The Work of Art and the Death of God in Nietzsche and AgambenVanessa Lemm, Vanessa Lemm (University of New South Wales)
Burwood Corporate Centre
"The Work of Art and the Death of God in Nietzsche and Agamben"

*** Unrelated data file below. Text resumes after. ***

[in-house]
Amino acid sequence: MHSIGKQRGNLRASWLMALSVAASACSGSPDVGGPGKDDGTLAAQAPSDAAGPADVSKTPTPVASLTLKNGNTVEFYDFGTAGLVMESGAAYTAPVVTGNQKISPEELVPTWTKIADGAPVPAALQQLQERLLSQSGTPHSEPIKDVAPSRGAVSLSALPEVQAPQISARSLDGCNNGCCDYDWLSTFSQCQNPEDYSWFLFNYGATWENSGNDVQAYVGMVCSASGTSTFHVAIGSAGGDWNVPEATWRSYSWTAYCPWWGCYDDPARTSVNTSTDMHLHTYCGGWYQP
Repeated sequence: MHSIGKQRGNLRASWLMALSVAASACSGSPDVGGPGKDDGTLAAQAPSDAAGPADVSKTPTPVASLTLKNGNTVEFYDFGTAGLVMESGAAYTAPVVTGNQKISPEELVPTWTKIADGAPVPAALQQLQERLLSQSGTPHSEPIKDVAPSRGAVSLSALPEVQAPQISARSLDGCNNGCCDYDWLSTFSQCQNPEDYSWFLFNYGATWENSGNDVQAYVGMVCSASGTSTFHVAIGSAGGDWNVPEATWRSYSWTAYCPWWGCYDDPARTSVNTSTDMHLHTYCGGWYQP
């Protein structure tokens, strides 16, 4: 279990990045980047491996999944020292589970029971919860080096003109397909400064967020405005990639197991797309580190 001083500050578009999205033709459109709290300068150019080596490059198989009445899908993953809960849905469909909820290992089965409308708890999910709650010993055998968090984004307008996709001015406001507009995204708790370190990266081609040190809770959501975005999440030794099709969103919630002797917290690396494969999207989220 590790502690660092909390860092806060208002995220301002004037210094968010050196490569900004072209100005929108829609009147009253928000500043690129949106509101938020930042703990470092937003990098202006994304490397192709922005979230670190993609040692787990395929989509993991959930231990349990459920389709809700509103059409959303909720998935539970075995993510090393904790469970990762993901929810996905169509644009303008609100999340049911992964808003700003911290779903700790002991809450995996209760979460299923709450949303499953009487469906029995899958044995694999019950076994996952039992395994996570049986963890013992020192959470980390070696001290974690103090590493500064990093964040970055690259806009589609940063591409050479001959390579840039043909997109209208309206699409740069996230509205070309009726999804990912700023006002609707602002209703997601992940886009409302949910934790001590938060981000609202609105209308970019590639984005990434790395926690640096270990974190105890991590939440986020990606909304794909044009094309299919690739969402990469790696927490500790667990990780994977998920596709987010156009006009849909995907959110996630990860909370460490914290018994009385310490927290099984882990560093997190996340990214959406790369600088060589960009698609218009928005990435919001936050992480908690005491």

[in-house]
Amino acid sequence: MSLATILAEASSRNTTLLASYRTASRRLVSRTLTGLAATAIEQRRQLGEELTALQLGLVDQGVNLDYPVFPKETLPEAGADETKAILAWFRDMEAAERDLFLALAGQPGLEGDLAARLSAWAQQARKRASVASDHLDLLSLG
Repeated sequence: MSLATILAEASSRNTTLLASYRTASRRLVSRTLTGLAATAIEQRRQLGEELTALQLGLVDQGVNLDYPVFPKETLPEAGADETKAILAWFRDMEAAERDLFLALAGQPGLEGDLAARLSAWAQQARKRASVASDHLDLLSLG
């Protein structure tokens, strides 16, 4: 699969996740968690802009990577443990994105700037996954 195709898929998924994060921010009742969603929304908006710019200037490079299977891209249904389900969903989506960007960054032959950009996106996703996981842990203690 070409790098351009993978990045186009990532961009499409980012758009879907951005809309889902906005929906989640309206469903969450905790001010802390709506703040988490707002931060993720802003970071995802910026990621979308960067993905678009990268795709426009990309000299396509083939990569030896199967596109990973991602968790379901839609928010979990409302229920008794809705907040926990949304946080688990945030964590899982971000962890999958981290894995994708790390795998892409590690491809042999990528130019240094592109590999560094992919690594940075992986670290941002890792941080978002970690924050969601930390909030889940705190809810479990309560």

The repercussions of Nietzsche’s idea of the death of God were not only felt in the religious sphere, but also in how we think about the meaning and place of creation and creativity in life. Agamben’s discussion of creativity as ‘inoperativity’ is the latest, important contribution to the debate, arguably initiated by Existentialism, on how the death of God relates to life as material for artistic creation. In this paper, I situate Agamben’s theses on ‘inoperativity’ in dialogue with motifs drawn from Nietzsche’s discussion of the death of God and his conception of the ‘work of art without artist.’ I argue that Agamben helps us to get beyond the Existentialist interpretation of the human subject as creator of its own life (bios) by proposing an anarchic conception of giving artistic form to life (zoe) that deconstructs the position of mastery over life assigned to modern subjectivity and de-centres the idea of the human agency in the process of creation. However, I also suggest that Agamben’s conception of the artistic life downplays or avoids other features of Nietzsche’s thinking on the death of God and creation that are tied to animality and the divinity of nature.
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